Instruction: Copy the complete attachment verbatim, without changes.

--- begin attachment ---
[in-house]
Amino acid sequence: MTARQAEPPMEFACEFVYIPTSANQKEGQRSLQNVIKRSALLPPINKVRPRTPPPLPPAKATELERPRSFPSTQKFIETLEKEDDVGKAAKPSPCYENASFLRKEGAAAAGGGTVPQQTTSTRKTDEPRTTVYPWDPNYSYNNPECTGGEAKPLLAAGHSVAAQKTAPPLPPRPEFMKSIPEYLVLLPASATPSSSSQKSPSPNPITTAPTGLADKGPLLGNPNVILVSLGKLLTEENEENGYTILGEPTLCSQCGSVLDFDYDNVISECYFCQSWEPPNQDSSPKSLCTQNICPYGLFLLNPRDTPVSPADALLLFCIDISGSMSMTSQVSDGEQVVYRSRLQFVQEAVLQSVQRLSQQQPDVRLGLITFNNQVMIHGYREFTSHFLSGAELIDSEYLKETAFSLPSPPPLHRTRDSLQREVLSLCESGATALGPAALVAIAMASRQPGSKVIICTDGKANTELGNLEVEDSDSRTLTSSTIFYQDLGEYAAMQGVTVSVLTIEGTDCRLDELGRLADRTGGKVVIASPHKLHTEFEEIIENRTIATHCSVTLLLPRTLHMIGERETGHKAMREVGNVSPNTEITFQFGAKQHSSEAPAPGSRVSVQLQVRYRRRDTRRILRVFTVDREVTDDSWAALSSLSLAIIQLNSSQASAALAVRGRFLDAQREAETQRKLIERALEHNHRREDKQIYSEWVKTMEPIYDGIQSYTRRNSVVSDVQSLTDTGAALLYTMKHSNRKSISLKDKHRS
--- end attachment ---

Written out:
[in-house]
Amino acid sequence: MTARQAEPPMEFACEFVYIPTSANQKEGQRSLQNVIKRSALLPPINKVRPRTPPPLPPAKATELERPRSFPSTQKFIETLEKEDDVGKAAKPSPCYENASFLRKEGAAAAGGGTVPQQTTSTRKTDEPRTTVYPWDPNYSYNNPECTGGEAKPLLAAGHSVAAQKTAPPLPPRPEFMKSIPEYLVLLPASATPSSSSQKSPSPNPITTAPTGLADKGPLLGNPNVILVSLGKLLTEENEENGYTILGEPTLCSQCGSVLDFDYDNVISECYFCQSWEPPNQDSSPKSLCTQNICPYGLFLLNPRDTPVSPADALLLFCIDISGSMSMTSQVSDGEQVVYRSRLQFVQEAVLQSVQRLSQQQPDVRLGLITFNNQVMIHGYREFTSHFLSGAELIDSEYLKETAFSLPSPPPLHRTRDSLQREVLSLCESGATALGPAALVAIAMASRQPGSKVIICTDGKANTELGNLEVEDSDSRTLTSSTIFYQDLGEYAAMQGVTVSVLTIEGTDCRLDELGRLADRTGGKVVIASPHKLHTEFEEIIENRTIATHCSVTLLLPRTLHMIGERETGHKAMREVGNVSPNTEITFQFGAKQHSSEAPAPGSRVSVQLQVRYRRRDTRRILRVFTVDREVTDDSWAALSSLSLAIIQLNSSQASAALAVRGRFLDAQREAETQRKLIERALEHNHRREDKQIYSEWVKTMEPIYDGIQSYTRRNSVVSDVQSLTDTGAALLYTMKHSNRKSISLKDKHRS